Education Secretary rejects call for a smacking ban in England
Education Secretary Nadhim Zahawi has rejected a call from the children’s commissioner for a ban on smacking children in England.
Dame Rachel de Souza signalled her support for changing the law to give children the same protection from assault as adults.
Such a change would bring England into line with the legal position in Scotland and Wales.
But Mr Zahawi said he did not believe the state should be “nannying” parents about the way they bring up their children.
“My very strong view is that actually we have got to trust parents on this and parents being able to discipline their children is something that they should be entitled to do,” he told Times radio.
“We have got to just make sure we don’t end up in a world where the state is nannying people about how they bring up their children.”
Earlier Dame Rachel said said it was important that children’s rights are protected.
“I absolutely abhor, and I’m against, violence of any kind against children,” she told Times Radio.
“Because children are more vulnerable than adults, I think we do need to ensure that their rights are supported.”
Wales last month made any type of corporal punishment, including smacking, hitting, slapping and shaking, illegal in the country.
The “smacking ban”, as it is known, was brought in under the Children (Abolition of Defence of Reasonable Punishment) (Wales) Act 2020 and marks the end of the common law defence of “reasonable punishment”.
Parents or anyone who is responsible for a child while the parents are absent can now face criminal or civil charges if they are found to have physically disciplined a young person in any way.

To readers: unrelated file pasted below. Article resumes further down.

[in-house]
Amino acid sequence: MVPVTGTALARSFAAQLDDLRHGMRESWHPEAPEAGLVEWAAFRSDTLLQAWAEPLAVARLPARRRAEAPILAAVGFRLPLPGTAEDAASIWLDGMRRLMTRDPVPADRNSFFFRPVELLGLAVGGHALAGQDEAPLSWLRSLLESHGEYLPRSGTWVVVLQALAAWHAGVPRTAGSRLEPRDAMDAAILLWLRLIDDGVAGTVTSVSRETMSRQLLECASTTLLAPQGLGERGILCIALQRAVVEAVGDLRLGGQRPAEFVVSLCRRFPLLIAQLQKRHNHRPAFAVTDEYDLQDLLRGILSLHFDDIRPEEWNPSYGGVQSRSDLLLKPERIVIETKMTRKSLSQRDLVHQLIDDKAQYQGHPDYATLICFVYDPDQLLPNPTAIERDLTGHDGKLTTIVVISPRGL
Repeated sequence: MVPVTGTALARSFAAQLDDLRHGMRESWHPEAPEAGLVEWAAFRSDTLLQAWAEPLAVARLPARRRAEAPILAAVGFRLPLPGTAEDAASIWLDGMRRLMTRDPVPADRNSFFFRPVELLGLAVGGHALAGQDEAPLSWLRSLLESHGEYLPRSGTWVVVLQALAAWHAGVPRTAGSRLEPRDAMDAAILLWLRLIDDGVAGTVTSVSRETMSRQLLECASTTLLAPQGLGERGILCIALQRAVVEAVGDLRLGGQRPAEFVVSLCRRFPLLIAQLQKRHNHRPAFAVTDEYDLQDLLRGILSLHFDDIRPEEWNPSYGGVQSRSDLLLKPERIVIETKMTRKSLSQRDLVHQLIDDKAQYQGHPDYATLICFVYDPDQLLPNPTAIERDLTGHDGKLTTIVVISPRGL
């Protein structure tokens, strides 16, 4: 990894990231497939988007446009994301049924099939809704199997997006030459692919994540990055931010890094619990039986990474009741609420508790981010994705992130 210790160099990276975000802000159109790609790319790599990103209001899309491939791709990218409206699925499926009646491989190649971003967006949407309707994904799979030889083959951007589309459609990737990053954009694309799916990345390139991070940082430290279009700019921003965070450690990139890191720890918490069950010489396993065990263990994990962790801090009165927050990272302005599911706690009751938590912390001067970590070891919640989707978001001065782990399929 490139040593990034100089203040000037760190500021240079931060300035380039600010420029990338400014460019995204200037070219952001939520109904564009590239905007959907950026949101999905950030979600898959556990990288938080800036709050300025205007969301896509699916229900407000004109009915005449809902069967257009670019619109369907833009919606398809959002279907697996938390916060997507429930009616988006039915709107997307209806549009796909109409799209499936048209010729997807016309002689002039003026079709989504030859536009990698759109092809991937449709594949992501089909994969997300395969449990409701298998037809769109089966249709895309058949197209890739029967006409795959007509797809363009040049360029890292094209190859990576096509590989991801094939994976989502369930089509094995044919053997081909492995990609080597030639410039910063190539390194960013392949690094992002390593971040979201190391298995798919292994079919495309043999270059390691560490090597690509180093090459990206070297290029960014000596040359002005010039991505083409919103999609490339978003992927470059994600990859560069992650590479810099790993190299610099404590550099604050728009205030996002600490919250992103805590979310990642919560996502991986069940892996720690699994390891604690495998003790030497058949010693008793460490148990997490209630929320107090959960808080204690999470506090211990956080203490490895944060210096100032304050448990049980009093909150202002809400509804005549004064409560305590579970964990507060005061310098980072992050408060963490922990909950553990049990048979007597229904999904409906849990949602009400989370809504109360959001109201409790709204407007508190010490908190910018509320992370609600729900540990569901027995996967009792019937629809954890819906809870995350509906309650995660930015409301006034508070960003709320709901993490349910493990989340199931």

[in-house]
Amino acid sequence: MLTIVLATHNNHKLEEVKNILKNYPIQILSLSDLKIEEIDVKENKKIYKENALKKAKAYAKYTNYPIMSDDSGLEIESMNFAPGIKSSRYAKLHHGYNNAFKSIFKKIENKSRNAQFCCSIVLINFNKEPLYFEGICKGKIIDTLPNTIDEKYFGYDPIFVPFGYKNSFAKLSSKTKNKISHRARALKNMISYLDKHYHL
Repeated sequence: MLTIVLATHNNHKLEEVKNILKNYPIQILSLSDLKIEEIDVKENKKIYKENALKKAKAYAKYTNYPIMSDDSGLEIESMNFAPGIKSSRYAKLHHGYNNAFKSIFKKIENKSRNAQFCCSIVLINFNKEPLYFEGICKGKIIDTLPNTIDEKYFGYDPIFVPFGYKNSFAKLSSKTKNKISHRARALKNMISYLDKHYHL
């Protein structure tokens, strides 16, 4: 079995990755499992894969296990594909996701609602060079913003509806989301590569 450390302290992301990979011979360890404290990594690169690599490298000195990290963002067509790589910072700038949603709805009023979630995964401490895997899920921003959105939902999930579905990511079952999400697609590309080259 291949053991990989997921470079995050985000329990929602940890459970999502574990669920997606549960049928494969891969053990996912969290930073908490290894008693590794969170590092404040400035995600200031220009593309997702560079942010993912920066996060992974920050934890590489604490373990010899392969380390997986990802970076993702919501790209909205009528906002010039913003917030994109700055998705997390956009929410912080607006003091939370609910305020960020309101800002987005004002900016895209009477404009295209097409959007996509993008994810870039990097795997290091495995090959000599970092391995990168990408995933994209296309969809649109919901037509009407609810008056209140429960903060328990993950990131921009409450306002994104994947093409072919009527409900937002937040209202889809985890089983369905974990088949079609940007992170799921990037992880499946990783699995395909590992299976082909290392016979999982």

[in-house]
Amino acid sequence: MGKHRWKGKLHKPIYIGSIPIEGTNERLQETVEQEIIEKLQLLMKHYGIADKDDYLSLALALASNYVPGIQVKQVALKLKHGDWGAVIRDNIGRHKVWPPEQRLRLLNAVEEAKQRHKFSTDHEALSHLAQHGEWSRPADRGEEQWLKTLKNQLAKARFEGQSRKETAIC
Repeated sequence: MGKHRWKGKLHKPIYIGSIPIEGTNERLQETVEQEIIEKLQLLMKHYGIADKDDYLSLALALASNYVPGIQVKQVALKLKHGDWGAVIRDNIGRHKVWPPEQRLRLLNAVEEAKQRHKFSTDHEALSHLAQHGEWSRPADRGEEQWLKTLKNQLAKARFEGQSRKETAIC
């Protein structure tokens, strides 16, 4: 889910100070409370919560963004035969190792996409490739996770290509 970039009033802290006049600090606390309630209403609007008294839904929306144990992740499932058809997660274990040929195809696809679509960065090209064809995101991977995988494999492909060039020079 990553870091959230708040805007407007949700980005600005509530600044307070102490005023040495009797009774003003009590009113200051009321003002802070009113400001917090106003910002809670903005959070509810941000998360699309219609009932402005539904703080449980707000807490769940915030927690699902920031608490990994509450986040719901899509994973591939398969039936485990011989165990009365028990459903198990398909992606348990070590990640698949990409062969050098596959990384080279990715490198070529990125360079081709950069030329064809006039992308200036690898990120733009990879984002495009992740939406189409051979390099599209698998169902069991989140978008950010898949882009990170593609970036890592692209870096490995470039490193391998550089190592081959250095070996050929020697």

Critics of the law change have said it will criminalise parents, but the Welsh Government insisted the move was about protecting children’s rights.
Scotland introduced a ban in November 2020.
Previously, and as is still the case in England and Northern Ireland, smacking a child was unlawful, but such an assault was allowed as long as it constituted “reasonable punishment”.
Whether the defence was accepted depended on the circumstances of each case, taking into consideration factors such as the age of the child and the nature of the contact, including whether it left a red mark or was carried out with a fist or implement such as a cane or belt.
Dame Rachel urged ministers to look at how the legislation moved through the Welsh assembly and said she would support a decision to follow suit. She said Scotland and Wales had banned the physical punishment of children, “So we’ve learnt a lot about what that would mean, as it goes into legislation.
“I think we’ve got a great opportunity to look, watch it, as it’s embedded (in Wales), and I would be supportive — certainly, from what I’ve seen so far — I would be supportive if our government decided to do the same.”
Although Dame Rachel acknowledged that “protections” for children are already “enshrined in law” in England, she expressed admiration for the actions of the Scottish and Welsh governments, adding: “It’s certainly something that I think we should consider.”
Labour leader Sir Keir Starmer previously said the move should be mirrored in England and Northern Ireland, calling it “the right thing” to do.
A survey commissioned by the National Society for the Prevention of Cruelty to Children found more than two-thirds of adults in England believe it is wrong for parents or carers to physically punish their child, with 58% thinking it was already illegal.
More than 60 nations worldwide have legislated against the physical punishment of children.
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